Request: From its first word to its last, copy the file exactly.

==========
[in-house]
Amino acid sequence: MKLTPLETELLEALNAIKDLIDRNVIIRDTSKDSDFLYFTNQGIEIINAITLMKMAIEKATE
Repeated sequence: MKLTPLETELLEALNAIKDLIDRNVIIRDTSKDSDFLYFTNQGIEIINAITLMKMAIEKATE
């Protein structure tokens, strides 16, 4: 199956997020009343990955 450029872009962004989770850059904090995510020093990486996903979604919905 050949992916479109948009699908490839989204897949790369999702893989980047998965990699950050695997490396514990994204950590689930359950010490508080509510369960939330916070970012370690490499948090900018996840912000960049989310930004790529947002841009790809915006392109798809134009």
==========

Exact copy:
[in-house]
Amino acid sequence: MKLTPLETELLEALNAIKDLIDRNVIIRDTSKDSDFLYFTNQGIEIINAITLMKMAIEKATE
Repeated sequence: MKLTPLETELLEALNAIKDLIDRNVIIRDTSKDSDFLYFTNQGIEIINAITLMKMAIEKATE
């Protein structure tokens, strides 16, 4: 199956997020009343990955 450029872009962004989770850059904090995510020093990486996903979604919905 050949992916479109948009699908490839989204897949790369999702893989980047998965990699950050695997490396514990994204950590689930359950010490508080509510369960939330916070970012370690490499948090900018996840912000960049989310930004790529947002841009790809915006392109798809134009």